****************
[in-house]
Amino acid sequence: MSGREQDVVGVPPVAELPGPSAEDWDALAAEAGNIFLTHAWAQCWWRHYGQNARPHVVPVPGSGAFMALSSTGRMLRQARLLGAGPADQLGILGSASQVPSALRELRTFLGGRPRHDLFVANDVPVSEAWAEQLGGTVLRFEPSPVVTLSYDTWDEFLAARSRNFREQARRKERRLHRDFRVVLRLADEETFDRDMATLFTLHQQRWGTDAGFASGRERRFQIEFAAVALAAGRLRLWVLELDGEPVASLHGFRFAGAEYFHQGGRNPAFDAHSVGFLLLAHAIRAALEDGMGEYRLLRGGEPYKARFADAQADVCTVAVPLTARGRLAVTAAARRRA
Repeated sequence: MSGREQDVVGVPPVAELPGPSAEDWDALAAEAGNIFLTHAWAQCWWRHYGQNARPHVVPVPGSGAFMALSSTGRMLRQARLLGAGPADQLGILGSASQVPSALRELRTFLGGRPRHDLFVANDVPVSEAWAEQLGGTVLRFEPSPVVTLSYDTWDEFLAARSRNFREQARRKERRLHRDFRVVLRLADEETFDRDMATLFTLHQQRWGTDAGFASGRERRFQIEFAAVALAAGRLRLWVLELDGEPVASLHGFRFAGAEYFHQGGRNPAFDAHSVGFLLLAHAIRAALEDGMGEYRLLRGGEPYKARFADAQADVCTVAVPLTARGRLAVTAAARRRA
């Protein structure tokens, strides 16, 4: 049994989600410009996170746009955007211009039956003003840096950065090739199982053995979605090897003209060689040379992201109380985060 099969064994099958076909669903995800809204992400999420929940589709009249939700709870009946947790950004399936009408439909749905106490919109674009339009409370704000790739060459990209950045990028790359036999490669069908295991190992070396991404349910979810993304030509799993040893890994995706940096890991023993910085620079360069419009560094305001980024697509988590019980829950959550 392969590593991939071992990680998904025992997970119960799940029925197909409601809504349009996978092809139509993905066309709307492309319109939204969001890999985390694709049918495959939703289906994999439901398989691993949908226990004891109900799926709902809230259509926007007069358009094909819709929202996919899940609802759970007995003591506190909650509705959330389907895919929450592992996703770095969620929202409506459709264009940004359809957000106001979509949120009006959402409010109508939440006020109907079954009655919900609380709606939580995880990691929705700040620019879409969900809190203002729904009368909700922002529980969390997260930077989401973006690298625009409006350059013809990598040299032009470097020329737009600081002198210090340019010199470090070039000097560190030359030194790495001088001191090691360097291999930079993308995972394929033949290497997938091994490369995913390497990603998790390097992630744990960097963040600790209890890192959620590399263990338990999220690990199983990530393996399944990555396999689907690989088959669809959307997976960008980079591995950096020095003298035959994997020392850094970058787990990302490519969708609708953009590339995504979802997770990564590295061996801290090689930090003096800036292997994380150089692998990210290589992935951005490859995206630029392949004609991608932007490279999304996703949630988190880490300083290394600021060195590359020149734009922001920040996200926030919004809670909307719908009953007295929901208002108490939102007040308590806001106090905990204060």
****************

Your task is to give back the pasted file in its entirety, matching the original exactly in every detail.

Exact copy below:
[in-house]
Amino acid sequence: MSGREQDVVGVPPVAELPGPSAEDWDALAAEAGNIFLTHAWAQCWWRHYGQNARPHVVPVPGSGAFMALSSTGRMLRQARLLGAGPADQLGILGSASQVPSALRELRTFLGGRPRHDLFVANDVPVSEAWAEQLGGTVLRFEPSPVVTLSYDTWDEFLAARSRNFREQARRKERRLHRDFRVVLRLADEETFDRDMATLFTLHQQRWGTDAGFASGRERRFQIEFAAVALAAGRLRLWVLELDGEPVASLHGFRFAGAEYFHQGGRNPAFDAHSVGFLLLAHAIRAALEDGMGEYRLLRGGEPYKARFADAQADVCTVAVPLTARGRLAVTAAARRRA
Repeated sequence: MSGREQDVVGVPPVAELPGPSAEDWDALAAEAGNIFLTHAWAQCWWRHYGQNARPHVVPVPGSGAFMALSSTGRMLRQARLLGAGPADQLGILGSASQVPSALRELRTFLGGRPRHDLFVANDVPVSEAWAEQLGGTVLRFEPSPVVTLSYDTWDEFLAARSRNFREQARRKERRLHRDFRVVLRLADEETFDRDMATLFTLHQQRWGTDAGFASGRERRFQIEFAAVALAAGRLRLWVLELDGEPVASLHGFRFAGAEYFHQGGRNPAFDAHSVGFLLLAHAIRAALEDGMGEYRLLRGGEPYKARFADAQADVCTVAVPLTARGRLAVTAAARRRA
């Protein structure tokens, strides 16, 4: 049994989600410009996170746009955007211009039956003003840096950065090739199982053995979605090897003209060689040379992201109380985060 099969064994099958076909669903995800809204992400999420929940589709009249939700709870009946947790950004399936009408439909749905106490919109674009339009409370704000790739060459990209950045990028790359036999490669069908295991190992070396991404349910979810993304030509799993040893890994995706940096890991023993910085620079360069419009560094305001980024697509988590019980829950959550 392969590593991939071992990680998904025992997970119960799940029925197909409601809504349009996978092809139509993905066309709307492309319109939204969001890999985390694709049918495959939703289906994999439901398989691993949908226990004891109900799926709902809230259509926007007069358009094909819709929202996919899940609802759970007995003591506190909650509705959330389907895919929450592992996703770095969620929202409506459709264009940004359809957000106001979509949120009006959402409010109508939440006020109907079954009655919900609380709606939580995880990691929705700040620019879409969900809190203002729904009368909700922002529980969390997260930077989401973006690298625009409006350059013809990598040299032009470097020329737009600081002198210090340019010199470090070039000097560190030359030194790495001088001191090691360097291999930079993308995972394929033949290497997938091994490369995913390497990603998790390097992630744990960097963040600790209890890192959620590399263990338990999220690990199983990530393996399944990555396999689907690989088959669809959307997976960008980079591995950096020095003298035959994997020392850094970058787990990302490519969708609708953009590339995504979802997770990564590295061996801290090689930090003096800036292997994380150089692998990210290589992935951005490859995206630029392949004609991608932007490279999304996703949630988190880490300083290394600021060195590359020149734009922001920040996200926030919004809670909307719908009953007295929901208002108490939102007040308590806001106090905990204060």